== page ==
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on January 27, 2014
I love this series. It makes me squirm to watch it at times, but Ricky Gervais tapped into a voyeuristic - almost schadenfreude - type of medium to tell a story that is hard to define. A comedy? Yes, but only broadly so. It has humanity at its core, but not the clean and reverential humanity that we tend to see idealized on TV. Rather it is flawed and sorry, and told in such a way that you squirm and laugh at the same time. I don't think that I would have liked it as much without the Christmas Special to close it out and allow some redemptive closure to David Brent, inferred though it might be.

As a total, the two six-episode series and the two-part Christmas Special are in my opinion some of the best TV I've ever seen.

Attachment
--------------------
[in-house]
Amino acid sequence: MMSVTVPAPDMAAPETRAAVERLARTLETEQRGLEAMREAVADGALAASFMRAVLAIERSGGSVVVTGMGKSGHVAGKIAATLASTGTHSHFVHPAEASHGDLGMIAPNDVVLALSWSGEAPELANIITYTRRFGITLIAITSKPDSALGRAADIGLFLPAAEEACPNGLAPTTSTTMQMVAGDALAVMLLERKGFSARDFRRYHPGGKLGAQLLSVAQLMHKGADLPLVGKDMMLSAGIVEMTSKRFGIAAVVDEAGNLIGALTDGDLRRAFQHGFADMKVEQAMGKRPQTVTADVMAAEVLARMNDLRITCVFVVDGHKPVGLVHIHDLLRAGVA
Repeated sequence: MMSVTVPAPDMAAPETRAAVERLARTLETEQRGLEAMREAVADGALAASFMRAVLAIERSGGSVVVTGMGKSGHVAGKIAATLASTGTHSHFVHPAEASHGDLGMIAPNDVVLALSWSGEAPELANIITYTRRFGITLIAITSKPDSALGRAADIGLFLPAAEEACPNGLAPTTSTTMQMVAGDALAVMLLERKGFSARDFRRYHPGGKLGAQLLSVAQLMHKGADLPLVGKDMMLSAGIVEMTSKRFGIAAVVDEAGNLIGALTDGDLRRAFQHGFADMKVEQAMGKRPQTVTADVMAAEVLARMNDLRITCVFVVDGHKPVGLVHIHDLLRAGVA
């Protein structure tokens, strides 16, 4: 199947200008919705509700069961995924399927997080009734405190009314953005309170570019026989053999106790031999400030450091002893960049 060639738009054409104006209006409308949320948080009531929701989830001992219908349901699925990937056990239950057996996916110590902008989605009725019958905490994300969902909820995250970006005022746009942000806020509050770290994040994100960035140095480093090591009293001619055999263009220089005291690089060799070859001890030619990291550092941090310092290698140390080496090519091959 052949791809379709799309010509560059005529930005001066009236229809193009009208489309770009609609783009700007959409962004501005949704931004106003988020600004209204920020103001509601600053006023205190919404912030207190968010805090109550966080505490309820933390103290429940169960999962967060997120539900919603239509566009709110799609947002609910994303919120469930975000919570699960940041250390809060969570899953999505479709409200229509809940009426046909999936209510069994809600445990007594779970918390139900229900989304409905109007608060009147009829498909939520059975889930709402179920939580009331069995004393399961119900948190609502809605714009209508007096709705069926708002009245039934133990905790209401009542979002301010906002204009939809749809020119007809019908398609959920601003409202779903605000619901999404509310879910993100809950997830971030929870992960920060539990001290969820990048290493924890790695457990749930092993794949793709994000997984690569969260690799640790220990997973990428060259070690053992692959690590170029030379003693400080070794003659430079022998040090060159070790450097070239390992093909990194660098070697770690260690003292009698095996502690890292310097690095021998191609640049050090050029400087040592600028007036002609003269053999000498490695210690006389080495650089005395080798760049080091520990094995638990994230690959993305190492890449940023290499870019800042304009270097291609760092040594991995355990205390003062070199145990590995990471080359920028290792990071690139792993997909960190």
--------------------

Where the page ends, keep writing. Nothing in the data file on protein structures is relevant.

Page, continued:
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on April 11, 2005
A few years ago, I remember seeing this British guy (Ricky Gervais) winning a Golden Globe and I wondered "Who the heck is he?" Well now after having watched The Office, I understand why he won for best comedy series. The Office is an excellent example of dry, politically incorrect British humour. At times I was laughing so hard my stomach hurt and at others, I was so uncomfortable that I wanted to hide because of David Brent's complete lack of social skills. The Office is shot like a documentary. Who knew that filming the deathly mundane lives of office workers in a paper company could be so comedic? It is sheer genius and I highly recommend it.
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on March 4, 2007